Antoine of Oregon - James Otis
Each moment the storm increased, and had I been attending to my duties instead of trying to play the part of cook in order to enjoy a cup of coffee, I would have noticed that the cattle were growing uneasy. After standing with their tails to the storm for a while, they began milling, that is running around in a circle, and by the time I gathered my wits every animal was galloping off across the plain.
Fortunately the horses and mules were properly hobbled, and, in fact, some of the saddle beasts had been brought into the corral formed by the wagons; therefore when John Mitchell would have set off in pursuit of the oxen and cows despite the terrific storm, I insisted that he take such ease in camp as was possible because on the following morning we, mounted, would quickly round up the stampeded cattle.
It was a most dismal night, and for the first time since leaving their homes these people, who were setting their faces toward the Oregon country, had a fair taste of what hardships awaited them.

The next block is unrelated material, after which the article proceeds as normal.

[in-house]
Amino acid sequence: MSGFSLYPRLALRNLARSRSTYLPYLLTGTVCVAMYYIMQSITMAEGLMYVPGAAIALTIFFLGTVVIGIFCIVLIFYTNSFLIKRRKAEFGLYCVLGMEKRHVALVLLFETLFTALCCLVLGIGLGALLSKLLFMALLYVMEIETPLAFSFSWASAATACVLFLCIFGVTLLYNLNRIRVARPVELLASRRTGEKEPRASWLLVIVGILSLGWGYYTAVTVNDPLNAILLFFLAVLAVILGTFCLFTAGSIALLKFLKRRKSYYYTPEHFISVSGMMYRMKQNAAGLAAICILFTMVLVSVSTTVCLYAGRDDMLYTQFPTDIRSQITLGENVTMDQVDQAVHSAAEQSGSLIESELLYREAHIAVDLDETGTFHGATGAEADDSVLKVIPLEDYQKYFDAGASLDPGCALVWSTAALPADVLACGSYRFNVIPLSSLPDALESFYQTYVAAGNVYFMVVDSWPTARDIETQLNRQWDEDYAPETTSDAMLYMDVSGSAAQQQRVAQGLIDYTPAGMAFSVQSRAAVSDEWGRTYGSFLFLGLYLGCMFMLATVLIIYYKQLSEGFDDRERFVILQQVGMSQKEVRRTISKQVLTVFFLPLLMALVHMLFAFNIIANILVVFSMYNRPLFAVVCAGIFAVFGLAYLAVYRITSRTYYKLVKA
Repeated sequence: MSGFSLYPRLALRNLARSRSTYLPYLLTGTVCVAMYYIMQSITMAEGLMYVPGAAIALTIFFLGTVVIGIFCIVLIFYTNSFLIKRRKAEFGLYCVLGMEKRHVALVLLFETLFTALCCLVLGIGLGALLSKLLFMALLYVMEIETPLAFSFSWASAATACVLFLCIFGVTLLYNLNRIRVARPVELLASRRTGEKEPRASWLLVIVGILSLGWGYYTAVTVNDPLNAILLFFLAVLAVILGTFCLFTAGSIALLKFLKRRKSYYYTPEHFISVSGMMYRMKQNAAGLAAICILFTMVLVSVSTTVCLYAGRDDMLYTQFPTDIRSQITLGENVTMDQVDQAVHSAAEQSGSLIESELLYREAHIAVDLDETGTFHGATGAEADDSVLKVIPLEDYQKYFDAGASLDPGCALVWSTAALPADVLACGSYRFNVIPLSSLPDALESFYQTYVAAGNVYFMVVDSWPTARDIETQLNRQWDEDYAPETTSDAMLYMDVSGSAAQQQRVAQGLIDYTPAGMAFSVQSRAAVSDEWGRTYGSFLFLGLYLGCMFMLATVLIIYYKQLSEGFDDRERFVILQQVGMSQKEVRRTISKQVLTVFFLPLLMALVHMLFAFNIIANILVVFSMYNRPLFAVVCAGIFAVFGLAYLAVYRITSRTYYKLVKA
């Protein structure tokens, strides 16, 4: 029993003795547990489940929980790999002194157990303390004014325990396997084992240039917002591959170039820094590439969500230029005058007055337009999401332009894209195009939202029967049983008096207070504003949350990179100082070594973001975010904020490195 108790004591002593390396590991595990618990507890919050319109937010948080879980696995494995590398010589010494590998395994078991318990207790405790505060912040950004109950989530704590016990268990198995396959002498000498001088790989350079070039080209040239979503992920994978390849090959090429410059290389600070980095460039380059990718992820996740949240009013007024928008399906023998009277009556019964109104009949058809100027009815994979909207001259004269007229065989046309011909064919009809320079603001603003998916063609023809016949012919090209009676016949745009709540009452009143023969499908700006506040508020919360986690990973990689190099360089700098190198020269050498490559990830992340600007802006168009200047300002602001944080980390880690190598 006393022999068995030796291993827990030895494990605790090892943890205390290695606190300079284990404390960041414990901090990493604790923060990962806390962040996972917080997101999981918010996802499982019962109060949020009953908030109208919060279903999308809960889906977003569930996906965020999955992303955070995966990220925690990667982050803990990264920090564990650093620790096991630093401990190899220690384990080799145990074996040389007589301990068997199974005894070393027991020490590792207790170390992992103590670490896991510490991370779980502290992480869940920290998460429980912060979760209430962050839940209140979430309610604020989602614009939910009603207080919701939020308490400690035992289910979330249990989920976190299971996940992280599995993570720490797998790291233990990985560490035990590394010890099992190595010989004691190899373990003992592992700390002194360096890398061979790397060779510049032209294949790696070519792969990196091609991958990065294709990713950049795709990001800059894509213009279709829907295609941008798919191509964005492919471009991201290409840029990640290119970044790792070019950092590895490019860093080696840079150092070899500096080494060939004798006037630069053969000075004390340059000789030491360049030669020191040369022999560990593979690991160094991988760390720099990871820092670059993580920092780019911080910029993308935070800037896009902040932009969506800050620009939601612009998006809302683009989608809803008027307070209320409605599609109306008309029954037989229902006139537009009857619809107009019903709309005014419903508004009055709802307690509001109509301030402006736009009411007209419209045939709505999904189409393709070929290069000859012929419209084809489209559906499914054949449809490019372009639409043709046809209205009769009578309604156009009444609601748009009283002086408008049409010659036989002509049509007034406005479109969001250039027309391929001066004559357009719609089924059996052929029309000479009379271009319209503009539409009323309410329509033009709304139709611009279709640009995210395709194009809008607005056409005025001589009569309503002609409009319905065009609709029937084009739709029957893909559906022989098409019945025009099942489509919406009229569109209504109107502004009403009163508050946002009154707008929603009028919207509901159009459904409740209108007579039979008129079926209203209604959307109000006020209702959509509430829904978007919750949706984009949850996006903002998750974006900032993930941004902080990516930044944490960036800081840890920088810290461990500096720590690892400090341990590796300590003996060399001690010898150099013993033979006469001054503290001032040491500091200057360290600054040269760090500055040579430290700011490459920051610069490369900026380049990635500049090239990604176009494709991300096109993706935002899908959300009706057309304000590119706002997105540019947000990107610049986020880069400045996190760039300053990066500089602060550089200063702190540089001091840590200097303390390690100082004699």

So furious was the wind that the rain found entrance to every camp and beneath each wagon cover, until beds and bedding were saturated.
Welcome indeed was the morning to my mother and me, for our tent stood in a tiny pond when the day broke, and we waded out to a higher bit of ground, where the gentle summer breeze, now that the storm had cleared away, might dry our water-soaked clothing.
Without waiting for breakfast I saddled Napoleon, calling upon the men to follow me, and within four hours we had rounded up and brought into camp the missing animals.
Then came a hasty meal, and I gave the word to break camp, whereupon John Mitchell reminded me that we were to take in a store of oak and hickory timber for future needs; but I insisted that we push on a short distance, knowing that this wooded country extended ten or twelve miles farther westward, where I hoped to find higher ground, so we might be able to camp with some comfort.